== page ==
Changes coming into force March 3, 2022: Medical Certificate (MC) holders must undergo an in-person examination to renew their MC if their last two (2) renewals were done by telemedicine. Any renewals by attestation of fitness do not count towards this change, eg: if an applicant renewed their MC by attestation followed by a telemedicine renewal, they may renew their MC once more via telemedicine before requiring an in-person examination.
Attestations of fitness are not permitted for renewal of Medical Certificates expiring after March 1, 2021.
Medical certificates expire on the first day of the month, as validity periods are calculated from the first day of the month following the date of the medical examination.
Due to the ongoing COVID-19 pandemic, we encourage all applicants to apply as early as possible, as certification may take longer than 40 business days, particularly for complex files. To help applicants undergoing flight training, Transport Canada (TC) issued exemption NCR-014-2021. This allows for applicants pursuing commercial pilot training who hold a Category 3 and 4 medical certificate to take written examinations for commercial training, while awaiting issuance of a Category 1 medical, if it has been 3 or more months after their medical examination with a Civil Aviation Medical Examiner (CAME). Applicants should refer to NCR-014-2021 to confirm their eligibility for the exemption.
Should you have any questions, please submit an enquiry to Civil Aviation Medicine (CAM). CAM is also available at 1-800-305-2059, however queries with complete information are preferred.
These changes support public health measures to manage the COVID-19 pandemic while maintaining safety and security within civil aviation. These changes are aligned with guidance from the International Civil Aviation Organization (ICAO).
All aviation Medical Certificate (MC) holders shall continue to comply with the Canadian Aviation Regulations (CARs) in all respects. The CARs continue to apply in all respects other than those noted in CAME-001-2022 and CAME-002-2022. Aviation MC holders are reminded that they shall not exercise their privileges if they cease to hold a valid MC by meeting any of the circumstances set out in section 404.06 of the CARs.
The new exemptions do not invalidate any MC that was renewed by attestation after March 17, 2020. Under the new exemptions, MCs of all categories may be renewed by Telemedicine if a CAME deems them eligible.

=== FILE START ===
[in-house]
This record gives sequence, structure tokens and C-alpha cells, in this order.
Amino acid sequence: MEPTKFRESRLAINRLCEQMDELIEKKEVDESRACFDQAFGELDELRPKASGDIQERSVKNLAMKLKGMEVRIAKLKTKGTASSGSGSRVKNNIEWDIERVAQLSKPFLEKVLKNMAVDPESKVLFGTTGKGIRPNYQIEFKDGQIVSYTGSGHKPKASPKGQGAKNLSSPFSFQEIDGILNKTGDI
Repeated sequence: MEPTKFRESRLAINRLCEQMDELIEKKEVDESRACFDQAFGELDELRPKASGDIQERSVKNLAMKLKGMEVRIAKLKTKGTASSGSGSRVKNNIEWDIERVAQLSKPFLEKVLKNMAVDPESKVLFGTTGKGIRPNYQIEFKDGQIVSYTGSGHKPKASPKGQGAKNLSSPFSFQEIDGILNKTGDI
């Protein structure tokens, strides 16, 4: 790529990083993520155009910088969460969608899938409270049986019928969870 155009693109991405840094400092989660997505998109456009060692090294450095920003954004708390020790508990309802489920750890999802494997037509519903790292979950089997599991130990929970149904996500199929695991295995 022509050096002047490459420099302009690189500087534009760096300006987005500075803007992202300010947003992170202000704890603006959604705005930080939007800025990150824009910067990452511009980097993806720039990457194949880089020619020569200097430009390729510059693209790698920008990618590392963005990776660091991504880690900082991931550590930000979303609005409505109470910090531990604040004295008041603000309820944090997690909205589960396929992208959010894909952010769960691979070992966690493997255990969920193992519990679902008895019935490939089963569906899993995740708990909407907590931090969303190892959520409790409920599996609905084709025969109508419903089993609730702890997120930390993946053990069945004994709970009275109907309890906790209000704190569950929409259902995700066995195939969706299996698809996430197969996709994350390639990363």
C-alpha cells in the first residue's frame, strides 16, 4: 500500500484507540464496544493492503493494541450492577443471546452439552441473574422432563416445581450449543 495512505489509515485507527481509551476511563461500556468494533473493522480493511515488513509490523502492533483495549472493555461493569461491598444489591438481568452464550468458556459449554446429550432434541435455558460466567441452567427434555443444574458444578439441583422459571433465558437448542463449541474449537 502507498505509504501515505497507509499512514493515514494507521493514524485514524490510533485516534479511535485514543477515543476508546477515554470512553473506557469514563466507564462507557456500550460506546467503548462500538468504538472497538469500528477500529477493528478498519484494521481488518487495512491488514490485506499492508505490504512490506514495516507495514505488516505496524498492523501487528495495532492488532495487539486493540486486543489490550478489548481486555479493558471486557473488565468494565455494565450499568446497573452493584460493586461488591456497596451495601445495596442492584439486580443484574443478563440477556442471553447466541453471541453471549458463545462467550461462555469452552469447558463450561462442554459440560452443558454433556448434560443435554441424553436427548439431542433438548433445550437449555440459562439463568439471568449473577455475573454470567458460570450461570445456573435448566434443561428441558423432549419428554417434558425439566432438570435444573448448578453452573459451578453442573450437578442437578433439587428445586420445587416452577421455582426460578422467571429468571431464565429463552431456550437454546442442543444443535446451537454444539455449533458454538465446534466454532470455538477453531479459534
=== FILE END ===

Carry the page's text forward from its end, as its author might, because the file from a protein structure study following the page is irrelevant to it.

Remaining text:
See the ‘How this applies’ section to understand your options for renewal.
See also a list of frequently asked questions below.
How this applies
Frequently Asked Questions
1. Who is not eligible for a telemedicine consultation?
Applicants that fall into the following groups are not eligible for a telemedicine consultation:
- All ab initio (new) applicants
- All applicants who’s previous two (2) renewals were by telemedicine
- All applicants with an MC that expired earlier than March 17, 2020. Note: Cat 1 MC holders may include the expiry date of their private pilot licence (PPL) privileges for the purposes of determining eligibility for telemedicine.
- All applicants with MCs that were suspended as of March 17, 2020 or more recently; and
- Any applicant who is deemed ineligible at the discretion of a CAME and is requested to do an in-person examination
2. What happens to MCs that were renewed by Attestation under the previous set of exemptions?
- Attestations for MC’s that expired between March 17, 2020 and March 1, 2021 (inclusive) remain valid for the length originally specified, provided they were signed prior to the MC expiry date.
- At the end of their validity period, MC holders may renew by either Telemedicine consultation or an in-person examination.
3. Do CAMEs need applicant signatures on Medical Examination Reports (MERs) for renewal by telemedicine?
- No. However, CAMEs must adequately confirm the identity of the applicant (e.g. date of birth, address, certificate number, combination of other personal details).
- Explanation: The renewal by telemedicine is a risk management measure in place of a blanket extension of MCs. Only existing holders of Canadian aviation documents are eligible for telemedicine, and are therefore already subject to CARs.
4. How do CAMEs validate the telemedicine renewal of the MC or Aviation Document Booklet if they cannot stamp them?
- A stamp is not required on the MC or Aviation Document Booklet (ADB).
- If deemed fit for renewal, CAMEs must provide the renewal applicant with a completed “Civil Aviation- Fit Certification” form (26-082A). The applicant must keep this document with their MC or ADB.
5. How can CAMEs provide a telemedicine certificate to someone with “Not valid for Civil Aviation Medical Examiner (CAME) renewal” on their current MC.
- This affects only a small number (about 200) of pilots and air traffic controllers (ATC) with specific medical diagnoses. In such cases, CAMEs should not complete the fit certification form. CAMEs are required to send the telemedicine report to CAM HQ where it will be processed and assessed. These applicants must submit the required annual reports relating to their medical diagnosis (sent either by the CAME or separately). Documentation of a physical examination by their personal physician may be acceptable in lieu of the normal CAME physical examination. Alternatively either the applicant or CAME may decide to complete a full MER with physical examination by the CAME (as usual).